This week, the National Telecommunications and Information Administration (NTIA) announced the funding amounts each state will receive through the Broadband Equity, Access & Deployment (BEAD) program. The BEAD program is a $42.5 billion federal grant program that will fund the construction of broadband networks to unserved and underserved areas across the country. 

BEAD allocations were calculated based on the number of unserved and underserved locations in each state according to the FCC’s national broadband map. The NTIA awarded $451 million to Kansas and $1.74 billion to Missouri. Notably, Missouri was awarded more than any other state except for California and Texas.

Once the funds are disbursed, each state’s broadband office will be responsible for organizing a competitive grant process to select which broadband providers will receive funding through the program. Currently, the broadband offices in Kansas and Missouri are working to finalize their plans for how they will administer these funds and will likely open the grant application process for internet providers sometime in early 2024. 

Background on the BEAD Program

BEAD is meant to fund broadband infrastructure projects in unserved and underserved communities, which are defined as areas lacking 25/3 Mbps and 100/20 Mbps internet speeds, respectively (these numbers refer to the download and upload speeds of an internet plan). According to federal guidelines, projects in unserved locations must be prioritized first, followed by projects in underserved locations. Network infrastructure funded by this grant must be capable of delivering reliable broadband speeds of at least 100 Mbps download and 20 Mbps upload, with fiber infrastructure receiving preference over other technologies. 

After a broadband office receives commitments from ISPs to provide service to every unserved and underserved location in the state, the office is allowed to use any remaining BEAD funds to improve the connectivity of anchor institutions like libraries, schools, and hospitals to ensure these institutions receive internet speeds of at least 1,000/1,000 Mbps (also known as symmetrical gigabit).

Businesses, nonprofits, cooperatives, local governments, and public-private partnerships are all eligible to receive funding through the state’s BEAD grant making process so long as 1) the applicant provides matching funds of at least 25% of project costs, 2) the provider offers at least one low-cost internet plan, and 3) the provider either participates in the Affordable Connectivity Program (ACP) or offers an equivalent affordability program for low-income consumers. 

What is the Timeline on the Rest of the Program?

August/September 2023: Deadline for state broadband offices to submit a 5-year action plan to the NTIA describing the state’s goals and priorities in addressing the broadband needs of its communities (due 270 days after receiving planning funds)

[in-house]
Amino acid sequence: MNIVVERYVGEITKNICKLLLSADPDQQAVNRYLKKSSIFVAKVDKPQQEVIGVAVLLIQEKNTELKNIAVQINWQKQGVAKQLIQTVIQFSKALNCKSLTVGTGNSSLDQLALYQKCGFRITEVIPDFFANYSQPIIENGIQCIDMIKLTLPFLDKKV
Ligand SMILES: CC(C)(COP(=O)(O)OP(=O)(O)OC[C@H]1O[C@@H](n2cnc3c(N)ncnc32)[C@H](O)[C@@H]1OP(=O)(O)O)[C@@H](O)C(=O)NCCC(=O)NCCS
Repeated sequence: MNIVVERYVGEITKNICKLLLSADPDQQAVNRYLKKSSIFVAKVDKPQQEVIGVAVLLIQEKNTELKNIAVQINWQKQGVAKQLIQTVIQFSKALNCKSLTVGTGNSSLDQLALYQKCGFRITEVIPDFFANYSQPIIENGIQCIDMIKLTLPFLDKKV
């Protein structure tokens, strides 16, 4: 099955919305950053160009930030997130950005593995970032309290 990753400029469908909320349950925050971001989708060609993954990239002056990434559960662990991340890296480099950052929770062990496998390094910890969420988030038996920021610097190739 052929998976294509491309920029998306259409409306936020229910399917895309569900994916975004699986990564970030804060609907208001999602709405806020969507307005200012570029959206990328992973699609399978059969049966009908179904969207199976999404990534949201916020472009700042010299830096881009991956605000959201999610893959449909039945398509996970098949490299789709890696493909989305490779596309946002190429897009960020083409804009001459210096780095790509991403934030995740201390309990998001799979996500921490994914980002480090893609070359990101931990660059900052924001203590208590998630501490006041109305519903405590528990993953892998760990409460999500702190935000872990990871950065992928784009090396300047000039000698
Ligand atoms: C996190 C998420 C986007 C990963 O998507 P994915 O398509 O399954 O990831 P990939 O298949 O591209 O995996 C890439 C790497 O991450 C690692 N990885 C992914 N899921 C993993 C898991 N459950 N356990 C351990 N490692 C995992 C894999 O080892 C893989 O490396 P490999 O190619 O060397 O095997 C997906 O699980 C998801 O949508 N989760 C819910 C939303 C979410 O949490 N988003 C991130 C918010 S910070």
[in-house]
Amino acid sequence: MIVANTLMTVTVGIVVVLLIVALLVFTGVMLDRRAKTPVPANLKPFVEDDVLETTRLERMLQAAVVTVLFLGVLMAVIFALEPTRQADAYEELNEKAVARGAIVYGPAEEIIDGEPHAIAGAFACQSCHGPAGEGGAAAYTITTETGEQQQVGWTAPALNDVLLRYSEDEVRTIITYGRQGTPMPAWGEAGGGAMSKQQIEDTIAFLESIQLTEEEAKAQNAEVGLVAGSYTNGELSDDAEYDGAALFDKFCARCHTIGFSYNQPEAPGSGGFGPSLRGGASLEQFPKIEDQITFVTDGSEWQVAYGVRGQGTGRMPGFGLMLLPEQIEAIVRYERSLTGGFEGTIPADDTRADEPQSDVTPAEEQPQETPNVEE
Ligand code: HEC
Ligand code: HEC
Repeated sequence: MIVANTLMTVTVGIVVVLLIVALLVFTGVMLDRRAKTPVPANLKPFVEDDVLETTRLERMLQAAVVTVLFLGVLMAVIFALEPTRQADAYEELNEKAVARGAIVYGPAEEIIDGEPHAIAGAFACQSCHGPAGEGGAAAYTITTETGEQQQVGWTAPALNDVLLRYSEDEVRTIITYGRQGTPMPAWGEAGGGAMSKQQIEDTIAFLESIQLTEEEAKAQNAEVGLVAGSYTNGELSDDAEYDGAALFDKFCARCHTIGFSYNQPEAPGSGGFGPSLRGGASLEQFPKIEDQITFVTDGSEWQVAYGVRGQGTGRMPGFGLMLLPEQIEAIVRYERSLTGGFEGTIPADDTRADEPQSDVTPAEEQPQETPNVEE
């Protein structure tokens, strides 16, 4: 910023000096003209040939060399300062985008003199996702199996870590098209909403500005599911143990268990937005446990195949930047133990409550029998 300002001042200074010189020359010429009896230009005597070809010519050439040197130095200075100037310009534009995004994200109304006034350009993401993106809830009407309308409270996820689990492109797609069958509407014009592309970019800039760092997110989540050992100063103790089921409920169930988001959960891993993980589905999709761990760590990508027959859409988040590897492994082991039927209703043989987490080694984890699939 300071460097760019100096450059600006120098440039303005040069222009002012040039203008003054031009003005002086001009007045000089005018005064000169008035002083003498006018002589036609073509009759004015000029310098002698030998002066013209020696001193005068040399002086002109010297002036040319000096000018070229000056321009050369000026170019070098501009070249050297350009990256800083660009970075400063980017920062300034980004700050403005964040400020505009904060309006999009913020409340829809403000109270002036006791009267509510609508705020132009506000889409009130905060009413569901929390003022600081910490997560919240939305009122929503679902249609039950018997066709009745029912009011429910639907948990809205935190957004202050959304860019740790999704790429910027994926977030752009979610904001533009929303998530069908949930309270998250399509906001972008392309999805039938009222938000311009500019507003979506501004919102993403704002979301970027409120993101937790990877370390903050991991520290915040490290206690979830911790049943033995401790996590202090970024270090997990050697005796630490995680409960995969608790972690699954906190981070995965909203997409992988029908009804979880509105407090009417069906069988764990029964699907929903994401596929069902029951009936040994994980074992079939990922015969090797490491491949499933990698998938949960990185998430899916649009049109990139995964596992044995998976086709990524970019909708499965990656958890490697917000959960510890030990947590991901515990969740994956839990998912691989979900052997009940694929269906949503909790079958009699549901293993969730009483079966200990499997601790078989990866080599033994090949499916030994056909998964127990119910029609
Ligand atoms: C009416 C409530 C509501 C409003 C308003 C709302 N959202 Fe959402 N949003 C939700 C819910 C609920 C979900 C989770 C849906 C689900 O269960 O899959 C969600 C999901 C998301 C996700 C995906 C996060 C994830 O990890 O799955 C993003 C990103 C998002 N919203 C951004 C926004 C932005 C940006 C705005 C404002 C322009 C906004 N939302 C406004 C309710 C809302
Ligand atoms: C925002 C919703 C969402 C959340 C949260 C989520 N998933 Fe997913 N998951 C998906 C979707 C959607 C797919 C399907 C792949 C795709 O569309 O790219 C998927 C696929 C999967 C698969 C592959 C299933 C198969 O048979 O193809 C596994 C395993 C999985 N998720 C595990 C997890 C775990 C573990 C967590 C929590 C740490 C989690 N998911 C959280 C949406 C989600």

Fall 2023: The state broadband office must make its draft initial proposal available for public comment. Community organizations will have the opportunity to formally submit feedback before grants start being awarded.

December 2023: Deadline for state broadband offices to submit their initial proposal to the NTIA outlining the competitive process the state will use to administer BEAD funding (due 180 days after NTIA’s announcement of funding amounts for states)

Early 2024: Once the NTIA approves the state’s initial proposal, 20% of the state’s total grant funds will be released to the state broadband office, who will open the grant application process for internet providers.

Early 2025: Deadline for state broadband offices to submit their final proposal to the NTIA detailing how it has complied with their initial proposals, the outcome of the first round of their grant making processes, their timeline for project implementation, their oversight processes, and other details.

Once the NTIA has approved the state’s final proposal, the remaining portion of the state’s total grant funds will be released to the state broadband office to be made available through its competitive grant process.

Further Reading

Local agency to host U.S. Secretary of Education and FCC Chairperson as part of “Back to School Bus Tour 2023: Raise the Bar”

KC Digital Drive (KCDD) central to community efforts to help students, families, and educators access broadband internet service KANSAS CITY—September 2, 2023 — On Tuesday, Sept. 5, local nonprofit KC Digital Drive will host U.S. Secretary of Education Miguel Cardona and Federal Communications Commission (FCC) Chairwoman Jessica Rosenworcel on the first day of their “Back […]

Read More

National Community Health Worker Awareness Week

It is estimated that only 10 – 20 percent of a person’s health status is related to direct medical care. The rest is taken up by what the World Health Organization says are the “conditions in which people are born, grow, work, live, and age, and the wider set of forces and systems shaping the conditions of daily life.” Our social circumstances play the dominant role in how healthy we are.

Read More

New Effort Offers Steep Discounts on Internet Access

Eligible Households in Kansas City Metro Can Save up to $30/Month KANSAS CITY— July 26, 2023 — Eligible households in the Kansas City metro area can now sign up for steep discounts on their monthly internet service through the Affordable Connectivity Program (ACP).  The Federal Communications Commission (FCC) has contracted with KC Digital Divide to help […]

Read More